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André de Leiradella wrote:
I'm confused.  Why don't you just use the linker to put in the data
that you want?  The most portable way to do this is just stuff
everything into a const char[] and compile it.  If you want to skip
the octets->.c->.o overhead I suppose you could use objcopy to go
directly from octets->.o, or use a linker script for more control.

One problem with that is that your char[] array will seat in RAM even
after it has been compiled by Lua, which looks like a waste. Reading
from somewhere (a file, a chunk of data at the end of the executable or
a Windows resource, be them compressed or not) does not waste memory.

That's not true. On any modern desktop or server system, executables are demand-loaded. Anything read-only and only touched once, like that const char[], is an good candidate for the OS to just drop, in the same way that it drops caches of files. Files hang around in memory after you read them too...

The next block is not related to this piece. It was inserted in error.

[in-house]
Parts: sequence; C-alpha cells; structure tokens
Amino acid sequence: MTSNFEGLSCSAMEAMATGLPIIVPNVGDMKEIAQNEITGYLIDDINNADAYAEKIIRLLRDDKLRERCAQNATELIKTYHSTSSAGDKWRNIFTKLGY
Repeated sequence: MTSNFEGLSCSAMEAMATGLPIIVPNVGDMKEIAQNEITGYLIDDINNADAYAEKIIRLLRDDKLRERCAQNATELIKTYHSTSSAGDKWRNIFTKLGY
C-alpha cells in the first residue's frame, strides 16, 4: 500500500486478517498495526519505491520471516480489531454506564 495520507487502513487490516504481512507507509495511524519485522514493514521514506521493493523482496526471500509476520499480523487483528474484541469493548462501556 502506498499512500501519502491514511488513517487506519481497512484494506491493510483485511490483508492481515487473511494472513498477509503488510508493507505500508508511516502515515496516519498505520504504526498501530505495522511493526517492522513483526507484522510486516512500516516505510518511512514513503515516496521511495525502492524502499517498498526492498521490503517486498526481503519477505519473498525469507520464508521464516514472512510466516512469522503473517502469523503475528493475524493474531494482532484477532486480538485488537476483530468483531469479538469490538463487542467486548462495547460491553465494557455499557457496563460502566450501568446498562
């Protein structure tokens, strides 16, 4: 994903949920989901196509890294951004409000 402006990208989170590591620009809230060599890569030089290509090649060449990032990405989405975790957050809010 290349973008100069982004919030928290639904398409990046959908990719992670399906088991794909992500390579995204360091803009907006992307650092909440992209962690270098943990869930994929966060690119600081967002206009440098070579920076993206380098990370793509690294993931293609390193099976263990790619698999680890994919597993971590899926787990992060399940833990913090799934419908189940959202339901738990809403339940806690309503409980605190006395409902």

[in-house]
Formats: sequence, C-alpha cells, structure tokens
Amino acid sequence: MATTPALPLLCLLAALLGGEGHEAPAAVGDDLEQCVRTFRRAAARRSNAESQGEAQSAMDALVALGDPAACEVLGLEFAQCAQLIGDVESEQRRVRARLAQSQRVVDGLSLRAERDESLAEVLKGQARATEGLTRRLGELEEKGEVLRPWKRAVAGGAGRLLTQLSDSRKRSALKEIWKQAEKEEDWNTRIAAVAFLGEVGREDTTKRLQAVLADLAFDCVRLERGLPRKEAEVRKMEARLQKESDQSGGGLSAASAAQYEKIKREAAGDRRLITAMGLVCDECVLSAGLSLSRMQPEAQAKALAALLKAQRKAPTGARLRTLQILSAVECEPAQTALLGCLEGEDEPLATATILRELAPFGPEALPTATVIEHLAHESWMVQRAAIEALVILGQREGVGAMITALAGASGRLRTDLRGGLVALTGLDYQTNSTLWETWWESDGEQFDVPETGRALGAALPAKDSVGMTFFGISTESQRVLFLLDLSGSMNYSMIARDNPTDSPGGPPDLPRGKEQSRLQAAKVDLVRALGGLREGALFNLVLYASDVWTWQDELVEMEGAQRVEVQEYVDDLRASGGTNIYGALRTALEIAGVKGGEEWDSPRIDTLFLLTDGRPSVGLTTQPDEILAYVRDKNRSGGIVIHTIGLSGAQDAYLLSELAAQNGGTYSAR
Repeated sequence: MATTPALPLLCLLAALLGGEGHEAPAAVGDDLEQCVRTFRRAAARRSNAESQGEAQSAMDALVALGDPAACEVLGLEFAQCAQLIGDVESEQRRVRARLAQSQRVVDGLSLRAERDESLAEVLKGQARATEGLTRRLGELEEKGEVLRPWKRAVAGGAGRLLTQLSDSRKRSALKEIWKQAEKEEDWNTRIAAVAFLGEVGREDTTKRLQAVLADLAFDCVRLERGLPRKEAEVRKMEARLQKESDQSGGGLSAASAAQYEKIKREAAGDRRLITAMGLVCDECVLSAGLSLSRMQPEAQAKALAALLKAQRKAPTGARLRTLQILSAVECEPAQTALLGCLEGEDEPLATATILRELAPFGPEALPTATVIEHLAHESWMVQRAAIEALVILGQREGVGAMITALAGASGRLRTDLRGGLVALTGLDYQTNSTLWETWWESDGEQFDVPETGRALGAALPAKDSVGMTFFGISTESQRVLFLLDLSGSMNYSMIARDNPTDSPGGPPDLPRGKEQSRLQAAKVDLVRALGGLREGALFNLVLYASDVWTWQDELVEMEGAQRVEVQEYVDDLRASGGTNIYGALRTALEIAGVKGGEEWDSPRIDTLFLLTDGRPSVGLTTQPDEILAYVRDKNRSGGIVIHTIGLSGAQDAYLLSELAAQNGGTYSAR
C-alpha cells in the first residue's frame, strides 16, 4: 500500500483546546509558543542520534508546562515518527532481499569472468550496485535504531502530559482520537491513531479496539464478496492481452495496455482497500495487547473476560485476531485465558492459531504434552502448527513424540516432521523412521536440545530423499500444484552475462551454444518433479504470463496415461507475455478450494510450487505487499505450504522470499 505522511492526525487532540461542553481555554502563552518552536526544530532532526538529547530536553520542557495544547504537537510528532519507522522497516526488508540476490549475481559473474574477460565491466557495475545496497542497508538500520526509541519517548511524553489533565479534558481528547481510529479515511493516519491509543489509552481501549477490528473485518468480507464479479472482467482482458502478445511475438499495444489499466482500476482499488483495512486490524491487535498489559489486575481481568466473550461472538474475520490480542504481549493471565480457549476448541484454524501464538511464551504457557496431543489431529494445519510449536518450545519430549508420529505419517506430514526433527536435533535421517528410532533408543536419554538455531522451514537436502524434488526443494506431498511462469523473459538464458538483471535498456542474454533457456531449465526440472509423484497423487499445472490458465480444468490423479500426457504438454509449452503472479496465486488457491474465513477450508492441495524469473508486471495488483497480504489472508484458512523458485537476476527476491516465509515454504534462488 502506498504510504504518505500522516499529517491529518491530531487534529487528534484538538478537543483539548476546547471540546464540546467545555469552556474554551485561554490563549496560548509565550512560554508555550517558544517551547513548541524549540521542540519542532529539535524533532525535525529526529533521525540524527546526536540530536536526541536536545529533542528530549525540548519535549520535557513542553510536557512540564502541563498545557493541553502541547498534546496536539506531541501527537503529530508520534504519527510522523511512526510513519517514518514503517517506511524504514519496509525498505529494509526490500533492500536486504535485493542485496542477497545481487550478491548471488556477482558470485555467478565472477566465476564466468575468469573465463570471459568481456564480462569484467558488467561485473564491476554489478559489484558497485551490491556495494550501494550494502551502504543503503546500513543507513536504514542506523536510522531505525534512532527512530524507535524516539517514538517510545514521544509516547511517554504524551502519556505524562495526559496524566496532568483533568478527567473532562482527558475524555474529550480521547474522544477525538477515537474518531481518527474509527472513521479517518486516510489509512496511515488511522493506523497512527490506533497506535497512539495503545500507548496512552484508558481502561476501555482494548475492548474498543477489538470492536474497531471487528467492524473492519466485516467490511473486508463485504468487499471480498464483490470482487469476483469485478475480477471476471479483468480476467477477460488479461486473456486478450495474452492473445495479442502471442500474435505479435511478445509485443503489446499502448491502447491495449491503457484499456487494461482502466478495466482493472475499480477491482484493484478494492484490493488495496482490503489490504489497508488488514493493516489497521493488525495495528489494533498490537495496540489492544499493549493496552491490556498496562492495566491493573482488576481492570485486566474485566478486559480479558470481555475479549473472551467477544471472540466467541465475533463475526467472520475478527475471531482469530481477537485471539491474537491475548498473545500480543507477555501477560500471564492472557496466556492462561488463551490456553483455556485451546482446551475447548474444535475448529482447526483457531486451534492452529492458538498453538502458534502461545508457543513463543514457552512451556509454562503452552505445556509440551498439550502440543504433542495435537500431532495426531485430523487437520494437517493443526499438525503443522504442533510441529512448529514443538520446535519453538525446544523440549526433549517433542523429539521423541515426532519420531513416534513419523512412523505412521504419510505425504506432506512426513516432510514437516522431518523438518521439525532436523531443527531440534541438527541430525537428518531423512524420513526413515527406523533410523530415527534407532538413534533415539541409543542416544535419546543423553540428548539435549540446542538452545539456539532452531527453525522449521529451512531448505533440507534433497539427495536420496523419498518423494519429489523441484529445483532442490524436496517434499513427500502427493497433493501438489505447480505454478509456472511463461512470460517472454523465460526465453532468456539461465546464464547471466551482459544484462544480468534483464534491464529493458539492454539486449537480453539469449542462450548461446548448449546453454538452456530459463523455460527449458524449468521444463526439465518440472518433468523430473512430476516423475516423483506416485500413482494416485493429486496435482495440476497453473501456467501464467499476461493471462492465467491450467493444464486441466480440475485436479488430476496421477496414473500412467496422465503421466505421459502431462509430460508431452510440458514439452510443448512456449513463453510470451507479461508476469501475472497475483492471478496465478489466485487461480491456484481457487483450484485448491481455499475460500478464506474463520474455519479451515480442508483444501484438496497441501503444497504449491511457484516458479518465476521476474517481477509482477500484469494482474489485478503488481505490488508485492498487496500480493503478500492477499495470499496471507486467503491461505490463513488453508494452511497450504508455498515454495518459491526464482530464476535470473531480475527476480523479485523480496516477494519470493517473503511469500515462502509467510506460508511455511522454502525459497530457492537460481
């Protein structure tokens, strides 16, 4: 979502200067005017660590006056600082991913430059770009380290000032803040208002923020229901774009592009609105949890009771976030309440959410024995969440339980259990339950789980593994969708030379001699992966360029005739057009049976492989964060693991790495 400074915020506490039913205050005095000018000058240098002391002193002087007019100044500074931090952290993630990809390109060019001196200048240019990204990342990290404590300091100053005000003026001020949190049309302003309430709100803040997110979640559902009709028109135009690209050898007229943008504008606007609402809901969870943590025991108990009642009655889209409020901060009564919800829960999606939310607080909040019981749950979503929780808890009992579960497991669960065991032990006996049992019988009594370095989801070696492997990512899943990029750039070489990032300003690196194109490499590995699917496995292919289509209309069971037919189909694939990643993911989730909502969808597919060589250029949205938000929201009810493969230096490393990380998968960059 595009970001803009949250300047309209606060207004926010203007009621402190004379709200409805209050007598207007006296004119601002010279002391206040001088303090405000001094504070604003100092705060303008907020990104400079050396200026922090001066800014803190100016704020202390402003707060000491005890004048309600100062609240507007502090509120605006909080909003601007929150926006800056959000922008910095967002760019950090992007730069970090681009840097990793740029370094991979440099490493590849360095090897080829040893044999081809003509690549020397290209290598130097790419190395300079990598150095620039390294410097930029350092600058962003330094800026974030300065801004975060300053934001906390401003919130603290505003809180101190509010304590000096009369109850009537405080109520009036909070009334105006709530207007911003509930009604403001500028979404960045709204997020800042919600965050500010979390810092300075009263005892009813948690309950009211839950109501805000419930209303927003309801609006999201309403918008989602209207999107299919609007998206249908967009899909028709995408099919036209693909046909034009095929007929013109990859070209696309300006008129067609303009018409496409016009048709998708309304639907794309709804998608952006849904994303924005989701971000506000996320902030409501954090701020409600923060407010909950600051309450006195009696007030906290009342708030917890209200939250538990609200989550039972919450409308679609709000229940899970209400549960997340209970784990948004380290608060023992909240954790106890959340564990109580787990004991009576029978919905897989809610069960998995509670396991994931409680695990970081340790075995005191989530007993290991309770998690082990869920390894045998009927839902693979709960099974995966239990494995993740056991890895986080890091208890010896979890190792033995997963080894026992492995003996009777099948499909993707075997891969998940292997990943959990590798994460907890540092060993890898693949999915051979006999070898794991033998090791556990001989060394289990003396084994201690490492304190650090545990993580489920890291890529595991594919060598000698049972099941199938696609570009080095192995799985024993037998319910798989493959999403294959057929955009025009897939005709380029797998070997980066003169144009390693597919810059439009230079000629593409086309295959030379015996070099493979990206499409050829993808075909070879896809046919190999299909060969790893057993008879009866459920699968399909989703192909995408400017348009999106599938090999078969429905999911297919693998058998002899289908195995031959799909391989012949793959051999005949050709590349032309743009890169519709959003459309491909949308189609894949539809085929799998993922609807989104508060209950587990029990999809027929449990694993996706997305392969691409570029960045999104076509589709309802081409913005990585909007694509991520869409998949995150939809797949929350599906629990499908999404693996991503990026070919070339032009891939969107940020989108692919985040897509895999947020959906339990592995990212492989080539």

This does depend on a little on OS cache tuning. Some kernels prioritize retaining mmap'd pages (like from executables) over retained caches of files. But it's only a matter of degree.

I suppose you could provide a stronger hint to the kernel by calling madvise, or munmap the data after you were done. You'd have to be careful how you set up the latter of course.

My first real C programming experiences were on the Amiga and MS-DOS where what you said is true. I continue to find the physical memory usage on demand paged operating systems to be unintuitive.